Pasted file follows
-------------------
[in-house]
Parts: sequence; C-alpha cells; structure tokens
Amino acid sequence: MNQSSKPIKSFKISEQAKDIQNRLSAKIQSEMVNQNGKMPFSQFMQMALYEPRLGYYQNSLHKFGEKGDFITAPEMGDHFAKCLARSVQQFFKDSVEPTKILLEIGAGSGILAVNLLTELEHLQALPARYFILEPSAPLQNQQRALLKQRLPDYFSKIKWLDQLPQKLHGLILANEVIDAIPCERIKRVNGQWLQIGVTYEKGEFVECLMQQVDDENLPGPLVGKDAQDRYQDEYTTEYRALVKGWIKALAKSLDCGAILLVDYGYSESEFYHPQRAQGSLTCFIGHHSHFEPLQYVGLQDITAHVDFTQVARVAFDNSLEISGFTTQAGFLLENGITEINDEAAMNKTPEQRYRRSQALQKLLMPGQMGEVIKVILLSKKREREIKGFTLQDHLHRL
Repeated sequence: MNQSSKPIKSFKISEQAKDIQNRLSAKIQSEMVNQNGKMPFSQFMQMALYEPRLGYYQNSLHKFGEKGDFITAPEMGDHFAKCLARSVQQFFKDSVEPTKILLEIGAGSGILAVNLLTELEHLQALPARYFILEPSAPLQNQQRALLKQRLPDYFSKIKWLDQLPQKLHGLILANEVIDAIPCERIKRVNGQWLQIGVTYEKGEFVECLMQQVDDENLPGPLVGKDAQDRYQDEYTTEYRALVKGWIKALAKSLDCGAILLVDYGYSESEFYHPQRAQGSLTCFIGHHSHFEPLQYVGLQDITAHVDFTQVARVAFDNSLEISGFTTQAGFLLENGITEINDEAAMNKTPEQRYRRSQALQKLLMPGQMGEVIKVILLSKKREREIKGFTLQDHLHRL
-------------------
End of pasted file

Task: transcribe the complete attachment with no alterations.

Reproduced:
[in-house]
Parts: sequence; C-alpha cells; structure tokens
Amino acid sequence: MNQSSKPIKSFKISEQAKDIQNRLSAKIQSEMVNQNGKMPFSQFMQMALYEPRLGYYQNSLHKFGEKGDFITAPEMGDHFAKCLARSVQQFFKDSVEPTKILLEIGAGSGILAVNLLTELEHLQALPARYFILEPSAPLQNQQRALLKQRLPDYFSKIKWLDQLPQKLHGLILANEVIDAIPCERIKRVNGQWLQIGVTYEKGEFVECLMQQVDDENLPGPLVGKDAQDRYQDEYTTEYRALVKGWIKALAKSLDCGAILLVDYGYSESEFYHPQRAQGSLTCFIGHHSHFEPLQYVGLQDITAHVDFTQVARVAFDNSLEISGFTTQAGFLLENGITEINDEAAMNKTPEQRYRRSQALQKLLMPGQMGEVIKVILLSKKREREIKGFTLQDHLHRL
Repeated sequence: MNQSSKPIKSFKISEQAKDIQNRLSAKIQSEMVNQNGKMPFSQFMQMALYEPRLGYYQNSLHKFGEKGDFITAPEMGDHFAKCLARSVQQFFKDSVEPTKILLEIGAGSGILAVNLLTELEHLQALPARYFILEPSAPLQNQQRALLKQRLPDYFSKIKWLDQLPQKLHGLILANEVIDAIPCERIKRVNGQWLQIGVTYEKGEFVECLMQQVDDENLPGPLVGKDAQDRYQDEYTTEYRALVKGWIKALAKSLDCGAILLVDYGYSESEFYHPQRAQGSLTCFIGHHSHFEPLQYVGLQDITAHVDFTQVARVAFDNSLEISGFTTQAGFLLENGITEINDEAAMNKTPEQRYRRSQALQKLLMPGQMGEVIKVILLSKKREREIKGFTLQDHLHRL